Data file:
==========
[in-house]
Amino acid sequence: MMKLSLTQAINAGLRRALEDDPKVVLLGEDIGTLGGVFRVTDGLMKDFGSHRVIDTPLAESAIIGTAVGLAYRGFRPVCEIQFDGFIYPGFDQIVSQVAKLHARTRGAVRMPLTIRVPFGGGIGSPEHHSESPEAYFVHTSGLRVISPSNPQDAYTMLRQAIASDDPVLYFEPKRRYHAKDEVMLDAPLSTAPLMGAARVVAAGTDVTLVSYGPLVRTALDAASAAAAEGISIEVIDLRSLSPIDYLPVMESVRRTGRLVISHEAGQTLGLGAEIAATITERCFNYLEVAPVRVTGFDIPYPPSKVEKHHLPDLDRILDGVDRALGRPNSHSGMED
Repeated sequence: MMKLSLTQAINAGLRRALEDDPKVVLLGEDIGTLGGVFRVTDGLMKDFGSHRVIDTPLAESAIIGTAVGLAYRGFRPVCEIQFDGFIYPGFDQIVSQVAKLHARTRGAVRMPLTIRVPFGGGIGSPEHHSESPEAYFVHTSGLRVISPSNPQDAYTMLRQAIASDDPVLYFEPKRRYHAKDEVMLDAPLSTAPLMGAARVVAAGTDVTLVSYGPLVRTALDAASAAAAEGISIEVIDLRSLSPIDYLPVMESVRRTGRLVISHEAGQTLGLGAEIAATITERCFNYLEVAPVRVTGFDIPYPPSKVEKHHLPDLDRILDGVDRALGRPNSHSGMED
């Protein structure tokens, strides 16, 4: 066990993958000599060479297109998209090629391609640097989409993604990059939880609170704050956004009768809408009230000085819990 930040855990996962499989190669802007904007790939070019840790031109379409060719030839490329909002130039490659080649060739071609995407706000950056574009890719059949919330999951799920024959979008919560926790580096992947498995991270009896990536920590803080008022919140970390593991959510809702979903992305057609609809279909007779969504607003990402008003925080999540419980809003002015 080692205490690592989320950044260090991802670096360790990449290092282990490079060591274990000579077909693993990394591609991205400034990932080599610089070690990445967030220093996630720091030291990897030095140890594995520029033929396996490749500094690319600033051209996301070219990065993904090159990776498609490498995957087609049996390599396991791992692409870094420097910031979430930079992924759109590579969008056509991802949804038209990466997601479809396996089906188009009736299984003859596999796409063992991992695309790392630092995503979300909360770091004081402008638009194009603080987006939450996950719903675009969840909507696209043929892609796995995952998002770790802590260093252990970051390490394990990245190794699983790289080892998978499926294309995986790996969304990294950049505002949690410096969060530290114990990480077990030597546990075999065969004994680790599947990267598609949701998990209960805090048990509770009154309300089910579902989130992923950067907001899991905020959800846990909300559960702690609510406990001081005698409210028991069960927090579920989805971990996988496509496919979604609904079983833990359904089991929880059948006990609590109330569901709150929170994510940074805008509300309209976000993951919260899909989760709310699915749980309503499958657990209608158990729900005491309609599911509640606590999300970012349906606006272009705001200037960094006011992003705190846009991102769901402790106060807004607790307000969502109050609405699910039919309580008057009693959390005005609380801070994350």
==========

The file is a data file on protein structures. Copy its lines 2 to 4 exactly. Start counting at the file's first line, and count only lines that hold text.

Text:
Amino acid sequence: MMKLSLTQAINAGLRRALEDDPKVVLLGEDIGTLGGVFRVTDGLMKDFGSHRVIDTPLAESAIIGTAVGLAYRGFRPVCEIQFDGFIYPGFDQIVSQVAKLHARTRGAVRMPLTIRVPFGGGIGSPEHHSESPEAYFVHTSGLRVISPSNPQDAYTMLRQAIASDDPVLYFEPKRRYHAKDEVMLDAPLSTAPLMGAARVVAAGTDVTLVSYGPLVRTALDAASAAAAEGISIEVIDLRSLSPIDYLPVMESVRRTGRLVISHEAGQTLGLGAEIAATITERCFNYLEVAPVRVTGFDIPYPPSKVEKHHLPDLDRILDGVDRALGRPNSHSGMED
Repeated sequence: MMKLSLTQAINAGLRRALEDDPKVVLLGEDIGTLGGVFRVTDGLMKDFGSHRVIDTPLAESAIIGTAVGLAYRGFRPVCEIQFDGFIYPGFDQIVSQVAKLHARTRGAVRMPLTIRVPFGGGIGSPEHHSESPEAYFVHTSGLRVISPSNPQDAYTMLRQAIASDDPVLYFEPKRRYHAKDEVMLDAPLSTAPLMGAARVVAAGTDVTLVSYGPLVRTALDAASAAAAEGISIEVIDLRSLSPIDYLPVMESVRRTGRLVISHEAGQTLGLGAEIAATITERCFNYLEVAPVRVTGFDIPYPPSKVEKHHLPDLDRILDGVDRALGRPNSHSGMED
């Protein structure tokens, strides 16, 4: 066990993958000599060479297109998209090629391609640097989409993604990059939880609170704050956004009768809408009230000085819990 930040855990996962499989190669802007904007790939070019840790031109379409060719030839490329909002130039490659080649060739071609995407706000950056574009890719059949919330999951799920024959979008919560926790580096992947498995991270009896990536920590803080008022919140970390593991959510809702979903992305057609609809279909007779969504607003990402008003925080999540419980809003002015 080692205490690592989320950044260090991802670096360790990449290092282990490079060591274990000579077909693993990394591609991205400034990932080599610089070690990445967030220093996630720091030291990897030095140890594995520029033929396996490749500094690319600033051209996301070219990065993904090159990776498609490498995957087609049996390599396991791992692409870094420097910031979430930079992924759109590579969008056509991802949804038209990466997601479809396996089906188009009736299984003859596999796409063992991992695309790392630092995503979300909360770091004081402008638009194009603080987006939450996950719903675009969840909507696209043929892609796995995952998002770790802590260093252990970051390490394990990245190794699983790289080892998978499926294309995986790996969304990294950049505002949690410096969060530290114990990480077990030597546990075999065969004994680790599947990267598609949701998990209960805090048990509770009154309300089910579902989130992923950067907001899991905020959800846990909300559960702690609510406990001081005698409210028991069960927090579920989805971990996988496509496919979604609904079983833990359904089991929880059948006990609590109330569901709150929170994510940074805008509300309209976000993951919260899909989760709310699915749980309503499958657990209608158990729900005491309609599911509640606590999300970012349906606006272009705001200037960094006011992003705190846009991102769901402790106060807004607790307000969502109050609405699910039919309580008057009693959390005005609380801070994350």